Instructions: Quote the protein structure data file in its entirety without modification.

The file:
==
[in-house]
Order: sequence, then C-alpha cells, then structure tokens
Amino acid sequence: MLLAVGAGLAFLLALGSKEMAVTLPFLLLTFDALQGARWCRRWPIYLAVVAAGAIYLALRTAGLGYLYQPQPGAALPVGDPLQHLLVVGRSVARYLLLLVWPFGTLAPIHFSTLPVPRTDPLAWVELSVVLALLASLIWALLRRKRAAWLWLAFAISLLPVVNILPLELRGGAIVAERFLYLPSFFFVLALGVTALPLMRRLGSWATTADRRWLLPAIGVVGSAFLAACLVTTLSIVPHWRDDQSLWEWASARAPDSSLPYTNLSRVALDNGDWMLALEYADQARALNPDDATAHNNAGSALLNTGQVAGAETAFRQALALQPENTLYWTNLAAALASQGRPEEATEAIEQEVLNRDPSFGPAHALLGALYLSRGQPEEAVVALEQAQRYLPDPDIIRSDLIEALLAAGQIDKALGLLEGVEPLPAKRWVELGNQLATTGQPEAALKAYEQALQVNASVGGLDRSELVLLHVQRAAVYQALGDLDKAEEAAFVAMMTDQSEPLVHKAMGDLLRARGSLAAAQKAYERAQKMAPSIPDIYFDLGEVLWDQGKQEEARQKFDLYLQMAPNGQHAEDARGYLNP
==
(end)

[in-house]
Order: sequence, then C-alpha cells, then structure tokens
Amino acid sequence: MLLAVGAGLAFLLALGSKEMAVTLPFLLLTFDALQGARWCRRWPIYLAVVAAGAIYLALRTAGLGYLYQPQPGAALPVGDPLQHLLVVGRSVARYLLLLVWPFGTLAPIHFSTLPVPRTDPLAWVELSVVLALLASLIWALLRRKRAAWLWLAFAISLLPVVNILPLELRGGAIVAERFLYLPSFFFVLALGVTALPLMRRLGSWATTADRRWLLPAIGVVGSAFLAACLVTTLSIVPHWRDDQSLWEWASARAPDSSLPYTNLSRVALDNGDWMLALEYADQARALNPDDATAHNNAGSALLNTGQVAGAETAFRQALALQPENTLYWTNLAAALASQGRPEEATEAIEQEVLNRDPSFGPAHALLGALYLSRGQPEEAVVALEQAQRYLPDPDIIRSDLIEALLAAGQIDKALGLLEGVEPLPAKRWVELGNQLATTGQPEAALKAYEQALQVNASVGGLDRSELVLLHVQRAAVYQALGDLDKAEEAAFVAMMTDQSEPLVHKAMGDLLRARGSLAAAQKAYERAQKMAPSIPDIYFDLGEVLWDQGKQEEARQKFDLYLQMAPNGQHAEDARGYLNP